Brewer: Watanabe Shuzojo
Sake reviewed: Asachan’s doburoku
Whether you’re new to trying sake or you’re a seasoned veteran, you will find a unique experience enjoying Asachan’s doburoku brewed by Watanabe Shuzojo. Not only is this sake incredibly special in the way it looks, tastes and smells, however the brewery itself and it’s head brewer is also incredibly special!
Even if you have tried cloudy Nigori sake in the past, doburoku is different in the way it tastes and feels in your mouth, while also having a much more significant historical meaning.
Watanabe Shuzojo, located in Ogaki Gifu “the Capital of Water” near Nagoya, was founded in 1902. One of the reasons this brewery is so special is because they have a female brewer, which is a very rare find in Japan as sake making is a male dominated industry. Actually, in the past females were not even allowed to enter the sake production workshop, let alone make the sake. It’s only in recent years that female brewers were allowed, and in the Gifu prefecture, Asako is one of a kind.
Asako Watanabe has produced sake since 1998 and is the fourth generation of Watanabe in the sake brewing profession. She prides herself in using local rice and soft groundwater from the Ibi River in her sake.
The Asachan’s doburoku is a milky white sake that I believe will be very popular with the ladies! It has a thick, almost milky texture that will be loved by anyone who would typically enjoy a Kahlua drink on a cold day. It has a sweet floral aroma and a sweet/sour taste, similar to a lactic acid beverage, so if you enjoy yogurt drinks, you will most definitely enjoy Asachan’s Doburoku.
The Asachan’s doburoku is incredibly easy and tasty to drink. It has a dessert-like taste that goes down smoothly, with bits of rice that melt in your mouth. Unlike traditional sake where the rice grains are filtered out, some of the rice from the Asachan’s Doburoku is left in the drink, so it can be quite filling. Unlike traditional sake, the liquid obtained after the fermentation is wrung out in a cloth. Depending on the degree of wringing and filtering, there are soft rice particles that still float after fermentation. These rice particles are left in the sake for you to enjoy a truly delicious sake experience.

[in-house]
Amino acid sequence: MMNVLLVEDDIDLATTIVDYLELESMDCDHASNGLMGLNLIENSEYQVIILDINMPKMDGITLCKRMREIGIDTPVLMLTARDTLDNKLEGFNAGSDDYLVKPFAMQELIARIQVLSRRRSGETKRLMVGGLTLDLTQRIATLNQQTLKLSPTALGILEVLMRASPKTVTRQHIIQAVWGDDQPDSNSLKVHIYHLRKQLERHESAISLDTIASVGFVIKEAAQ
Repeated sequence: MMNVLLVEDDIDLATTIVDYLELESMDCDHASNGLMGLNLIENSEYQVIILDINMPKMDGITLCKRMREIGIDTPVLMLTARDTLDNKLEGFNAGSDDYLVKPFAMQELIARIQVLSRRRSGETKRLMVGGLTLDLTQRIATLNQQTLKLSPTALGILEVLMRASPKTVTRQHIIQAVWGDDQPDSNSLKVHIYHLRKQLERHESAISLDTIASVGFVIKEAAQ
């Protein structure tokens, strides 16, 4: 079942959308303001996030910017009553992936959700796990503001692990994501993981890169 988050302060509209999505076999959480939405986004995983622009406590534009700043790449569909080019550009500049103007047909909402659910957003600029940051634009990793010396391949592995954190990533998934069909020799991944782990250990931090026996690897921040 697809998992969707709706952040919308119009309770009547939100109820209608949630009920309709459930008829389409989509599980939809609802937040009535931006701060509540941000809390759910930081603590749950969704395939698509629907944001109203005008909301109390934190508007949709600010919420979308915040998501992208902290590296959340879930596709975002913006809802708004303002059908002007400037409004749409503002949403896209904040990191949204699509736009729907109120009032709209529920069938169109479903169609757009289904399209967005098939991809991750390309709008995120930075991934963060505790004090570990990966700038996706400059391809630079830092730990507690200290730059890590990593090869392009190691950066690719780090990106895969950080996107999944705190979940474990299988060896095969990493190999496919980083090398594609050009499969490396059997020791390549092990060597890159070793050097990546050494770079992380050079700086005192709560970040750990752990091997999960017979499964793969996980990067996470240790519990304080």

The name, “Asachan’s doburoku", is unique in itself, as it is a combination of the brewer’s first name, Asako and the word doburoku, the unfiltered white sake.
Asachan’s Doburoku is best served cold and I highly recommend pouring it by the glass so that you get equal parts sake and equal parts rice grain. Because it is a sweet beverage, you could pair it with dark chocolate and other semi-sweet treats, but I would also consider pairing it with something spicy, as the lactic acid taste will balance it out.
Doburoko is a thick unfiltered sake that has been brewed by Japanese families for centuries. Doburoku is a sake that does not undergo filtering or pressing after fermentation. It is different from your average cloudy sake because cloudy sake normally has the rice grains filtered out. During the making of doburoku, the steamed rice, koji and water are added to the starter mash, known as moto. sweeter drink with a lower alcohol content. The fermentation process during brewing stops at a much earlier stage of brewing than traditional sake, producing a sweeter drink with a lower alcohol content.
While doburoku is the most traditional way of making sake, this way of brewing unfiltered sake was once outlawed. The government imposed a liquor taxation law and introduced a law stipulating that all true sake must be filtered, which means that Doburoku was labeled to be not truly a sake in legal terms. And because it wasn’t truly a sake, sake breweries without doburoku license couldn’t make them.
Watanabe Shuzojo is one of only a select few who have a legal license to produce their doburoku. And it might just be one of the yummiest drinks I have ever had the pleasure of drinking, so it is worth looking for!
Doburoku has a lower alcohol content than other sake, which makes it incredibly easy and enjoyable to drink, without getting too intoxicated or hot in the face.